I think I did a decent job on my first graft, but it was a lot of cutting and whittling trying to get the cut pieces lined up properly. Then I had to do the second cut (tongue?), which means cutting towards you. I was very careful with this step, but got the cuts done. After wrapping it tightly with tape, and trimming off the scion I was done.
After that we had a quick tutorial in pest and disease controls, with a list of recommended sprays, wildlife control, and some more talk about apple varieties.
We then had a very nice Italian lunch with pasta and salad, and then some tasty homemade apple pie, delicious!
The next part involved driving out to a local orchard for some more info on wildlife and rodent control, such as various traps, and then a demonstration of a propane cannon, which is supposed to be good to keep birds off your crops. Quite loud, but not real efficient in my view.
Then the first speaker took us over to a grove of old apple trees and gave us a demonstration on pruning. It seemed to be quite a severe job, but after he was done, I admit it looked much better. After that I was able to pick his brain on some fruit related issues, and then I headed home about 4pm.
I was tired when I got home, but it was worth the hour drive over there and the $10 fee. Quite enjoyable and informative.
Couldn’t have had that much fun at the movies, eh, Bob?
And you got off cheaper, too!
Went ahead and gave all my 1st and 2nd year fruit trees 1-2 cups of cottonseed meal today. Pretty safe fert risk versus reward. Rain coming tomorrow so should be good.
Today was absolutely one of those days that I- and probably a lot of you- got into fruit growing for. It was the first really nice sunny day we’ve had here all spring. It was still a little crisp (50’s) but the sun and some activity made it the perfect temperature to work. Blue skies, birds singing, you could just FEEL spring in the air. I often wear musical headphones when working, but today was such a perfect day that I just wanted to enjoy being outside. I did lot of pruning, mowing, grapevine tying, and spraying. Tonight I’m just worn out, but I love that feeling from a hard day’s work. I hate to admit it, but I haven’t done anything physically demanding since last fall, so it really feels good to be a little sore and tired. Can anyone else relate to the satisfaction that comes from a days hard work? And of course it’s gratifying knowing I’ve given all my trees their best possible start for the year. I was a little late on a few things but I still sprayed most everything that wasn’t in full bloom-which was only 2-3 trees. Anyway, it got me all excited again for the coming season. I hope all of you have a good spring as well!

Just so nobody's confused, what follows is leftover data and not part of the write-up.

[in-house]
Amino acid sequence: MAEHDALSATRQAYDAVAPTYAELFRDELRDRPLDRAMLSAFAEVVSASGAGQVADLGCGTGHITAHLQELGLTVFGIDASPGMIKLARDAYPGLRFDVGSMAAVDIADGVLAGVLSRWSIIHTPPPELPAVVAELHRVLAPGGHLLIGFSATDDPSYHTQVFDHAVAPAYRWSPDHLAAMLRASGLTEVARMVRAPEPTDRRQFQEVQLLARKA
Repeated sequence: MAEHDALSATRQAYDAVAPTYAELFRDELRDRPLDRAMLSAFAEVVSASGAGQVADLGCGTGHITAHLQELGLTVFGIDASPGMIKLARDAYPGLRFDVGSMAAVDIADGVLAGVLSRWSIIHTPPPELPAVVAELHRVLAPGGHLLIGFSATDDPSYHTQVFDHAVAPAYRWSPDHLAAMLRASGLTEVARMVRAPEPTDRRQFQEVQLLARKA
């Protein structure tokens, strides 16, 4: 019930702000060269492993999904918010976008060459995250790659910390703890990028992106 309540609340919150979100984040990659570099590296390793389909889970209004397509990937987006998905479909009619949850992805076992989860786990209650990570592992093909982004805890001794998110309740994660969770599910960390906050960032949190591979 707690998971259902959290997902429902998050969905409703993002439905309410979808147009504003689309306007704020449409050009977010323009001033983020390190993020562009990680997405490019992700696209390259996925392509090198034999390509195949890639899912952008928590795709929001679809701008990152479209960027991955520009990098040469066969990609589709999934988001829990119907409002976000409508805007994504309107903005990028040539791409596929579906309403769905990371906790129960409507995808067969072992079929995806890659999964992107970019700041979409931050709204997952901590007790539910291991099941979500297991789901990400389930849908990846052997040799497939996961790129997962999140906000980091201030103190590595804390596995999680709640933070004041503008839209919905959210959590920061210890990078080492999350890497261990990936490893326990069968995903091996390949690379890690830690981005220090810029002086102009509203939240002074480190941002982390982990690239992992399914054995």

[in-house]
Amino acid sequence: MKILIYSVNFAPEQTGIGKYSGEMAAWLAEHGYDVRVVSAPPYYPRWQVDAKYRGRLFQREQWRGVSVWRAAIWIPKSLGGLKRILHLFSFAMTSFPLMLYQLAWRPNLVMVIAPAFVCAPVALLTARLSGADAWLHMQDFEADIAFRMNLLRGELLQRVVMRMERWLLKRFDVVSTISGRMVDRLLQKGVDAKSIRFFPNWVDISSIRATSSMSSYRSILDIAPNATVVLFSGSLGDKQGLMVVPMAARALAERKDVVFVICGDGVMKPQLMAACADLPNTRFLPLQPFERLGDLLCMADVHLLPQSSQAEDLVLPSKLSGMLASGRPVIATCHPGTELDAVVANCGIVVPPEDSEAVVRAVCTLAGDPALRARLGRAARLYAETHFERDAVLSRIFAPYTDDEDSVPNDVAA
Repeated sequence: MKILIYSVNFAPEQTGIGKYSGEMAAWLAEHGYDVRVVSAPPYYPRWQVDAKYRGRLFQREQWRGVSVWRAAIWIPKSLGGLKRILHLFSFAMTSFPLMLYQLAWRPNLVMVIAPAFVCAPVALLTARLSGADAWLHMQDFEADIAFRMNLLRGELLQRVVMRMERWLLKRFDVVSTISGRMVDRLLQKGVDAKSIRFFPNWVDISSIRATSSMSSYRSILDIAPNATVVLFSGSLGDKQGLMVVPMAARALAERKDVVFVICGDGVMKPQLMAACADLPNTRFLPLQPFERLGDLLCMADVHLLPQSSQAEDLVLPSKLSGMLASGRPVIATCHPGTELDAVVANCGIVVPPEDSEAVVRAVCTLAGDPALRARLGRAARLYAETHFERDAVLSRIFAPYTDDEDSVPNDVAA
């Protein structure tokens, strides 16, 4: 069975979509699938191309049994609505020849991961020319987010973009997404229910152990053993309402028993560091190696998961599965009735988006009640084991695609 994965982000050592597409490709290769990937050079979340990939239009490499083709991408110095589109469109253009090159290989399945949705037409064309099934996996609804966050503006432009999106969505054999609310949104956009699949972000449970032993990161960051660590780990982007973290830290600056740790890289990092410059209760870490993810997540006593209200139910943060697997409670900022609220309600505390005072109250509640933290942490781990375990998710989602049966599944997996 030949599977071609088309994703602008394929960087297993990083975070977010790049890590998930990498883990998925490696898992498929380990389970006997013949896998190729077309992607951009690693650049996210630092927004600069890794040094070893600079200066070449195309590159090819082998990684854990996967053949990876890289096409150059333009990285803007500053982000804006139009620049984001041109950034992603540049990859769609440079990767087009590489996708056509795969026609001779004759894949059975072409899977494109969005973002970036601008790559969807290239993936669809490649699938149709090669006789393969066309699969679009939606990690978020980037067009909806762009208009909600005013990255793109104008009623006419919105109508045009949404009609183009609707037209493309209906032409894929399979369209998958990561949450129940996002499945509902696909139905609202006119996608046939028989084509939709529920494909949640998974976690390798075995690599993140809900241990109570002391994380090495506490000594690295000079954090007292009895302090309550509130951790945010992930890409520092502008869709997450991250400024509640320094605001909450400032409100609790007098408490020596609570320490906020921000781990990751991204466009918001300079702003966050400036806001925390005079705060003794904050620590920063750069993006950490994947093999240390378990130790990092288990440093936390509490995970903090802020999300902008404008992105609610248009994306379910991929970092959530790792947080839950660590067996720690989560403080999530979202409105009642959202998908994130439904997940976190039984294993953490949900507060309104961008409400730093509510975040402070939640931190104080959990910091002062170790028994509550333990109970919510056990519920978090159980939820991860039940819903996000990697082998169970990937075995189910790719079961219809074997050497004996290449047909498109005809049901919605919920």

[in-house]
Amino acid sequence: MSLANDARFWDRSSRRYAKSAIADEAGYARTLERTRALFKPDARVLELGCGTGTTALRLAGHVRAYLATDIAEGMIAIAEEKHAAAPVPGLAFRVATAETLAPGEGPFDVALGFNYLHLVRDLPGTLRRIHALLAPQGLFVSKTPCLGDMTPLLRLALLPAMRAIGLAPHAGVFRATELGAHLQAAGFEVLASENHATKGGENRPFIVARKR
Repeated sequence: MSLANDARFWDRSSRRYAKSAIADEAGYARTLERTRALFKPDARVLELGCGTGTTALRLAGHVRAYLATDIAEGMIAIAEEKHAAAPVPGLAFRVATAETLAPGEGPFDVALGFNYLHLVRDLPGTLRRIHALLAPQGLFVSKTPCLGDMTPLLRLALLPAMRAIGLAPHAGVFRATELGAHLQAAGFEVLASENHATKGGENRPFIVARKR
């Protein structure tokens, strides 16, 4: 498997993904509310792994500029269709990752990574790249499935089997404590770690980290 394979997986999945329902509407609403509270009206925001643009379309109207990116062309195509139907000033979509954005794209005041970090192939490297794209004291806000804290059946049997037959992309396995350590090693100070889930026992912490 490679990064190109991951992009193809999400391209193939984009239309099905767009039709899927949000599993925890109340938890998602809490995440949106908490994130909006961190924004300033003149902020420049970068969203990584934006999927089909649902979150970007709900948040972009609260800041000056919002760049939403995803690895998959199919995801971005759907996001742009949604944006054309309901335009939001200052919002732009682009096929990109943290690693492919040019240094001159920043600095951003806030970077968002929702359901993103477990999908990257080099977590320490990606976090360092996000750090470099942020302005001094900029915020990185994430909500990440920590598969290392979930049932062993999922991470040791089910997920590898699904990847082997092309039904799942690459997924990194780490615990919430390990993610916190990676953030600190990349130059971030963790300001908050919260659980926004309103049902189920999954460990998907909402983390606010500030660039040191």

Yep, much better value of $10, got some knowledge, experience, good food, much better than a stupid movie. I haven’t stepped inside a theater in at least 7 years, don’t even know what it costs to go nowadays. The Oscars are tonight, could not care less about watching it.
Am actually watching Barnwood Builders on DIY Network, those guys do some cool stuff, I imagine it’s very tough physical work, so can’t say I envy them!
Did you like the old sauna they showed tonight? Boom down Bob!
Yeah, that was nice. Some of those new cabins looked good too, like they had been there for a long time. They do some tough work, but it’s mostly just the outer shell. The work that’s done afterwards on the inside is also impressive.
The last episode they were building a potting shed, which I had never heard of, but my wife did. Guess it’s a halfway house for plants between the greenhouse and the garden. My wife asked if we could put up a greenhouse, the idea intrigues me, with all the stuff I grow.
Got me a new plot turned and amended with some peat moss. It’s going to be sunflowers, lantana, Rosemary, lavender,rudbeckia. Going to do a small bit of onions, radishes and garlic too
Absolutely. I’m sore this morning as well. Spent all day outside yesterday.
Wow, Bob . . . Sounds like your workshop was the one to go to! Mine costs $50 and only 9-12.
Not even a piece of apple pie! LOL
We will go home with 2 grafted trees, however. So, that’s something.
I have lots of questions for the Vintage Virginia Apple folks. Decided to quit bothering everyone here with all my raw beginner curiosity - and see if I’ll find out what I want to know on Saturday! Very much looking forward to learning how to graft.